The condition of a stamp is important in determining its value and possible investment potential the better the condition, the more the stamp is likely to appreciate in value, especially if it is rare or already valuable.
Stamps in Mint Condition
The finest condition is called “mint.” This is a stamp that is in the same state in which it was bought at the post office, there are no marks or blemishes, and the gum is intact. It has not been mounted using a stamp hinge but has been persevered as new.
The next category is “unused” this stamp has not been used to post a letter and so has not been through the postal system, it has no cancellations or postmarks but although identical in most ways to a “mint” stamp the gum to fix the stamp to the envelope is missing.
A mint stamp is worth more than an unused one.
Other Stamp Conditions
Look at the front of the stamp are the colors bright and fresh or dull and faded? The brighter, the better. USPS recommends to ask these questions. Like, is the stamp clean, dirty or stained? Look at the edges of the stamp. The perforations, are they intact or are some of them missing? Look at the corner perforations particularly to see if they are even and regular.
The stamp should not be torn or nicked as these are not considered collectible. Although they may be used as “fillers” to complete a set. And then thrown away when a better, more intact example is added to the set.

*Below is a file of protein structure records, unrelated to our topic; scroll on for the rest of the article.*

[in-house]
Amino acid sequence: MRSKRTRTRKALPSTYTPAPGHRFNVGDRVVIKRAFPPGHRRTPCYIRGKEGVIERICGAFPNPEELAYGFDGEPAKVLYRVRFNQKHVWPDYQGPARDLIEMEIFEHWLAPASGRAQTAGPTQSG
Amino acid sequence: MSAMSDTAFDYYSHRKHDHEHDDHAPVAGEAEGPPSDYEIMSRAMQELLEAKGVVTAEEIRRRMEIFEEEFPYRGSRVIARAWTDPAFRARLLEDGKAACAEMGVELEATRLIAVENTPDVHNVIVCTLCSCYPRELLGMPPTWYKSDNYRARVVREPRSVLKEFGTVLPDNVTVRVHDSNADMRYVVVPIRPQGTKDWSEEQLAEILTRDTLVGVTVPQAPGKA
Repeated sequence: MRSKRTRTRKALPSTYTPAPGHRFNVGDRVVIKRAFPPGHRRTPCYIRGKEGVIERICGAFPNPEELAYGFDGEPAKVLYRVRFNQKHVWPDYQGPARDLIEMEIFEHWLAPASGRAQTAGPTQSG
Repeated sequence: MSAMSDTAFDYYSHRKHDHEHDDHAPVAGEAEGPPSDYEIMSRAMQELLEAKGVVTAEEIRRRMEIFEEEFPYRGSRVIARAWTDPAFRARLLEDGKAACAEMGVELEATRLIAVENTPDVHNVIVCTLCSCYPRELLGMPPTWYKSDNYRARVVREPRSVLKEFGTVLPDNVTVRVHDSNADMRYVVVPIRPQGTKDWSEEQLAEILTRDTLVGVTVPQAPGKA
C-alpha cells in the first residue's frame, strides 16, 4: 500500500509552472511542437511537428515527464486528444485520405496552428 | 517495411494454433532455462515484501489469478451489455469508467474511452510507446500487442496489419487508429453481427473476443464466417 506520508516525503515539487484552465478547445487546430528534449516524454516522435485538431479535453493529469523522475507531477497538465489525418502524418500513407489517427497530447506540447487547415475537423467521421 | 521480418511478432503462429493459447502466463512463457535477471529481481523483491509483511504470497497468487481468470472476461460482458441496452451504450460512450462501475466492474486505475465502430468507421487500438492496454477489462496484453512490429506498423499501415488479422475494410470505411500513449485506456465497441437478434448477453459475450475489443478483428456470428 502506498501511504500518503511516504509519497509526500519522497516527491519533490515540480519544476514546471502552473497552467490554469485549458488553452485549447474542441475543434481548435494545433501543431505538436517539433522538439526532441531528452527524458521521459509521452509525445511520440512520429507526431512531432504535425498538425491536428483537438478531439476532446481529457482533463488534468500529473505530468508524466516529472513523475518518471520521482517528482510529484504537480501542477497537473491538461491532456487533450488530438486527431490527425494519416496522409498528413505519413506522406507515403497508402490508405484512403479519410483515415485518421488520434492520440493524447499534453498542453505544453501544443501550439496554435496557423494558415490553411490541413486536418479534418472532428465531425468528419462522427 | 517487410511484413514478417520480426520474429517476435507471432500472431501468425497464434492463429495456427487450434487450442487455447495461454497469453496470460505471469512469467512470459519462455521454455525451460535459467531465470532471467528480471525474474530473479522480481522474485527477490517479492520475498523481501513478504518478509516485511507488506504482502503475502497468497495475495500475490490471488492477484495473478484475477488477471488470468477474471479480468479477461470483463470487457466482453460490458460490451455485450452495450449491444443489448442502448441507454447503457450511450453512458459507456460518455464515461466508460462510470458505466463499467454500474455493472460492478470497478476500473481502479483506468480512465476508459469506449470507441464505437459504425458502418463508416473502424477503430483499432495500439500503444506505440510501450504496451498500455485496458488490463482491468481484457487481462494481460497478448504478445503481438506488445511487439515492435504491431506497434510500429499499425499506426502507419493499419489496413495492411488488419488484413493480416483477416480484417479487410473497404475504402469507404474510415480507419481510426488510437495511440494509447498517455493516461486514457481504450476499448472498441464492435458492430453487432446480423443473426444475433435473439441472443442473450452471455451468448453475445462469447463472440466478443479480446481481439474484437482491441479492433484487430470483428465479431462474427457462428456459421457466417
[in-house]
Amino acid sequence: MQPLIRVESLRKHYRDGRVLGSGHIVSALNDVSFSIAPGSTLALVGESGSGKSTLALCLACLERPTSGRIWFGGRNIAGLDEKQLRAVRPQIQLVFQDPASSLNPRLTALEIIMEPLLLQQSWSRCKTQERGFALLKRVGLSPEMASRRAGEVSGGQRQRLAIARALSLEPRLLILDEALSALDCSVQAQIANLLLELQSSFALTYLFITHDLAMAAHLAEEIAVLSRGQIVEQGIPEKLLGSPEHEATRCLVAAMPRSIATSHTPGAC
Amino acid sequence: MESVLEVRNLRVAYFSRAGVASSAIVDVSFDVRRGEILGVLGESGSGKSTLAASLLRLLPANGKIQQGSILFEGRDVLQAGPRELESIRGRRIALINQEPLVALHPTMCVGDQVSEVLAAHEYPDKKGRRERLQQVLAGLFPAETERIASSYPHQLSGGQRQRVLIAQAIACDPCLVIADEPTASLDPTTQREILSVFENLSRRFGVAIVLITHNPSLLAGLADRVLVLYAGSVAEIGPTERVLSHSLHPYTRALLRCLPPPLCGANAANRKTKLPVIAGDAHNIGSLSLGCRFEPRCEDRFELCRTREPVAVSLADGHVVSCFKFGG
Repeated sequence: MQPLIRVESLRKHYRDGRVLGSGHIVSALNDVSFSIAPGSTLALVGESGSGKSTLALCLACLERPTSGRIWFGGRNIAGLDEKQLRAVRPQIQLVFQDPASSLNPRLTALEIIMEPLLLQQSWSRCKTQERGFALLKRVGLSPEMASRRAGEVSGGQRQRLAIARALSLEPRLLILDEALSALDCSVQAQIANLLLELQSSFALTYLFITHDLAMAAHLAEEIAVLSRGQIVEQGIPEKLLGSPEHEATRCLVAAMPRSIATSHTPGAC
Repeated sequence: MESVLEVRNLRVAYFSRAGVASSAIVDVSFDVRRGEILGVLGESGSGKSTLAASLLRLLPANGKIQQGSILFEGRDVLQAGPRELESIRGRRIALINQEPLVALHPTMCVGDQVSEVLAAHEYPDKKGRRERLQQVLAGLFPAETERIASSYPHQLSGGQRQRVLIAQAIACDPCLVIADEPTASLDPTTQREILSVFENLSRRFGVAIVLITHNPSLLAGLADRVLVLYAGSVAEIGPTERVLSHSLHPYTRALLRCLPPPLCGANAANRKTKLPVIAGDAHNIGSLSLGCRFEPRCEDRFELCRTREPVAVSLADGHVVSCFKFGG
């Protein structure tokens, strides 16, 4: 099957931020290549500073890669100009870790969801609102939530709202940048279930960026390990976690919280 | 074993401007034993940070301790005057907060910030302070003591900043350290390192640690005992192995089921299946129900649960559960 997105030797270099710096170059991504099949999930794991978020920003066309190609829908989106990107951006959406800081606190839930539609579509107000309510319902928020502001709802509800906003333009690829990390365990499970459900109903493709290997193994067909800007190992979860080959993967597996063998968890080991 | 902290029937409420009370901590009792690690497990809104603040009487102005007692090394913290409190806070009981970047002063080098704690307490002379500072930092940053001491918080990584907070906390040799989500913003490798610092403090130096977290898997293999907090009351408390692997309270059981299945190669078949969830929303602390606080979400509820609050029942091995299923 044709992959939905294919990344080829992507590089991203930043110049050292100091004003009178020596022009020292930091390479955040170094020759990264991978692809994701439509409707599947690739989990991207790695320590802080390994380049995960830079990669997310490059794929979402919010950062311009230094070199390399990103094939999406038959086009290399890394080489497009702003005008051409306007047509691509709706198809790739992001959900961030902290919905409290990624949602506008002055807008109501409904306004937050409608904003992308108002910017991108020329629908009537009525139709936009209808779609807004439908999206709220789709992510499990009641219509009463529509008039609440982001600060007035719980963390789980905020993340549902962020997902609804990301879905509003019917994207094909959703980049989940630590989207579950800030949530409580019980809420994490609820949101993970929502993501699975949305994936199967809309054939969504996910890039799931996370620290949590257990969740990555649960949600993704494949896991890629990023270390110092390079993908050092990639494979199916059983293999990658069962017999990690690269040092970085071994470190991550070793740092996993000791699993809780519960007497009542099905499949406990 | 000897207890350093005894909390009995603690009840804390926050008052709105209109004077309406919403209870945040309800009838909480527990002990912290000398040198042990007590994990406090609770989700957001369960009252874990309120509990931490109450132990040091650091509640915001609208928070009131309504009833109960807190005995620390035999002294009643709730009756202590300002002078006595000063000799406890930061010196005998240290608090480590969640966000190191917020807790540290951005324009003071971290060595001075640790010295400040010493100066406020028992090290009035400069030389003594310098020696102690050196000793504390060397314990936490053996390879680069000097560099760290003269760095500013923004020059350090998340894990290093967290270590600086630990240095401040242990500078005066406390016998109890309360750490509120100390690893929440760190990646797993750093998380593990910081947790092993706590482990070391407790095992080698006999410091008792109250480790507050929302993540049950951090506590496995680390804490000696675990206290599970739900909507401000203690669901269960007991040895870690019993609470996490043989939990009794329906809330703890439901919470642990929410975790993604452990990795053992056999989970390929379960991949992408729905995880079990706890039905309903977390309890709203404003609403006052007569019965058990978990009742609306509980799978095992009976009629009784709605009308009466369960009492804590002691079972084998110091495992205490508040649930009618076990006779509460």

Where the image of the stamp is framed with a white border and does not “bleed” out of the edges; look for what is called “centering.” Is the stamp’s image in the center of the frame or is it shifted to one side or the top or bottom of the stamp? Centered stamps are better than those that are off center.
If the stamps have been through the postal system and had a cancellation, postmark or a frank. If it has been used to send a letter, it will have received a cancellation at the sorting office. Collect used stamps that have only light marks and not ones that are heavily obliterated with the black cancellation stamp.
Thinning and Fine Conditions
Turn the stamp over to the blank or gummed side and look at the condition of the stamp. Are there parts where more light is showing through than other parts? This is called “thinning” and is due to the stamp having been mounted with a hinge and the hinge being carelessly or roughly removed. Thinning can also be caused when removing a stamp from paper and not having soaked it first.
Other categories that stamp dealers and collectors use are “very fine” and “fine,” both of which refer to stamps that have been hinged and suffer a degree of gum removal from the hinge.